Hardly Anyone in the Pop Charts Writes Their Own Music (Alone) Anymore - Rolling Stone
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Hardly Anyone on the Pop Charts Writes Their Own Music (Alone) Anymore

The solo singer-songwriter pop hit has nearly disappeared in the past decade. At least one rising star is seeking to reverse that trend

Sam Fender performing39th Brit Awards, Diamond Dining, The O2 Arena, London, UK - 20 Feb 2019Sam Fender performing39th Brit Awards, Diamond Dining, The O2 Arena, London, UK - 20 Feb 2019

Sam Fender

JM Enternational/REX/Shutterstock

Guess how many songs in the Top 10 biggest tracks in the U.S. last year were written by a solo songwriter? Zero. The year before that? Zero.

In 2016, just one solo-written song made the year-end Top 10: “Stressed Out,” by 21 Pilots, written by Tyler Joseph. In 2015, there was also just one solo-written track (Fetty Wap’s “Trap Queen”), while in 2014 there were two, including “Counting Stars,” by One Republic (written by Ryan Tedder), and the biggest song of that year, “Happy,” by Pharrell Williams.

This is a snapshot of an overwhelming trend in the music industry over the past decade: the near-complete decline of the solo singer-songwriter pop hit, and the near-complete dominance of songs written by committee.

According to analysis of BuzzAngle data, the average number of credited songwriters in the U.S. market’s Top 10 streaming hits of 2018, per-track, was a whopping 9.1. A major influence on this surprisingly high figure is the growth of hip-hop at the top table of U.S. commercial music, which is rich in samples, and where multiple producers and lyricists often attain shared credits for songwriting. In addition, there has been a definite rise in collaborations by two artists sharing one song — a naked attempt to mine one another’s fan bases on social media — which leads to further fragmentation of songwriting credits.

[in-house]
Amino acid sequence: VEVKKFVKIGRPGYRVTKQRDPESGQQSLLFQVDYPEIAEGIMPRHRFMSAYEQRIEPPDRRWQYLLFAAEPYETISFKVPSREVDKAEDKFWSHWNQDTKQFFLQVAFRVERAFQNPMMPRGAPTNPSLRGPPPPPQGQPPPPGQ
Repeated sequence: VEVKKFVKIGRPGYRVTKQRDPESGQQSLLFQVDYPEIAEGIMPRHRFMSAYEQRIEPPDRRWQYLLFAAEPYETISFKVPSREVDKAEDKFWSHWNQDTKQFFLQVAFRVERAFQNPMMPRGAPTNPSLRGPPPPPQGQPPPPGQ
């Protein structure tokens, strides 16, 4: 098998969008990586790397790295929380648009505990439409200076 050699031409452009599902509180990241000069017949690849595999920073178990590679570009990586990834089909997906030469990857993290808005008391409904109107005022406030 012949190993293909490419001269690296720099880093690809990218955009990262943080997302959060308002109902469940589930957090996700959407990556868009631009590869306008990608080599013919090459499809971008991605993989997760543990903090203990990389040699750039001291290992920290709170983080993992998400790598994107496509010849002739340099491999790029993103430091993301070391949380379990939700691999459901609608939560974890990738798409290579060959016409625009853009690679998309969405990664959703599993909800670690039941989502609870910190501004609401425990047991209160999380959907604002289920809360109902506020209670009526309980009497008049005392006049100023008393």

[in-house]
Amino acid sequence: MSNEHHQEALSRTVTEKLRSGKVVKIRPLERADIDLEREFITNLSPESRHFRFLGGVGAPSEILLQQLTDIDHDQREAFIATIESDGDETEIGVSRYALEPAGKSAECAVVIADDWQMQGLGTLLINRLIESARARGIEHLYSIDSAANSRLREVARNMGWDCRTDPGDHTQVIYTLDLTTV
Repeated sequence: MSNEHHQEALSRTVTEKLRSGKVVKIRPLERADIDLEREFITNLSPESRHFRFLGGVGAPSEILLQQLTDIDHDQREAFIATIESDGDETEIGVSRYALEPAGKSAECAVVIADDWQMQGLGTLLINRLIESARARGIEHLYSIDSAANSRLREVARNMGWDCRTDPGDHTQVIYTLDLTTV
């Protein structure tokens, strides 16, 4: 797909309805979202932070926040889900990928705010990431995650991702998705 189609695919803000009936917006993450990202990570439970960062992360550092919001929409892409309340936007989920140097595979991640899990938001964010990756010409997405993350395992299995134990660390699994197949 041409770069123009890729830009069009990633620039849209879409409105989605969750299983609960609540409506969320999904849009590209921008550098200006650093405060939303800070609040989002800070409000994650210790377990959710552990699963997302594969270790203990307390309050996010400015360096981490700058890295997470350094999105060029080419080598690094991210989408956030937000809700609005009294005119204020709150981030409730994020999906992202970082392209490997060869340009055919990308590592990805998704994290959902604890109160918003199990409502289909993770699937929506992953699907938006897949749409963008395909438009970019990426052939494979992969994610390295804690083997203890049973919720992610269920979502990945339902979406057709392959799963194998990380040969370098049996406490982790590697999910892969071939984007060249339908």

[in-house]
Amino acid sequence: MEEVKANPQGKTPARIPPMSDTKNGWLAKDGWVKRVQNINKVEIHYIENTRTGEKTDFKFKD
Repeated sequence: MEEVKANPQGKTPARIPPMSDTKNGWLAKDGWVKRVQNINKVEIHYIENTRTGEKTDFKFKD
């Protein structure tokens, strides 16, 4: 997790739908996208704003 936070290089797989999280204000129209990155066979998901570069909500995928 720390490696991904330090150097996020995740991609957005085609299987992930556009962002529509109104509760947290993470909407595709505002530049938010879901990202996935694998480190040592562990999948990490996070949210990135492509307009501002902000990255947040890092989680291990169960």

The last Number One on the Billboard Hot 100 to be written by a single writer was Ed Sheeran’s “Perfect,” in January 2018, although that’s a debatable fact — technically, the chart-topping “Perfect” was a co-write, having been rerecorded as a duet with Béyonce. This means the last inarguable Number One to have been penned by a single writer was “Happy,” which hit the top spot in March 2014 . . . five years ago.

Some prominent figures in the music industry have reservations about this trend, worrying that it risks diluting the singular vision of artists. Daniel Glass is the founder of New York-based Glassnote Records, whose roster includes “100 percent songwriter” artists such as Mumford & Sons, Phoenix and Jade Bird. (While Phoenix’s and Mumford & Sons’ songs are usually credited to multiple band members, neither band typically works with outside songwriters.)

“Fans adore singular songwriters for their authenticity, and it can make a real difference in the connection they feel to the act,” says Glass. “Collaboration is good; Adele is a great example of a true artist who collaborates with other writers but keeps her own ‘voice.’ But this trend for songwriting by committee today, what I call the ‘petri dish’ approach of six to 12 writers, is concerning to me. To be frank, it quite often results in songs that we won’t still be singing and loving in 30 years.”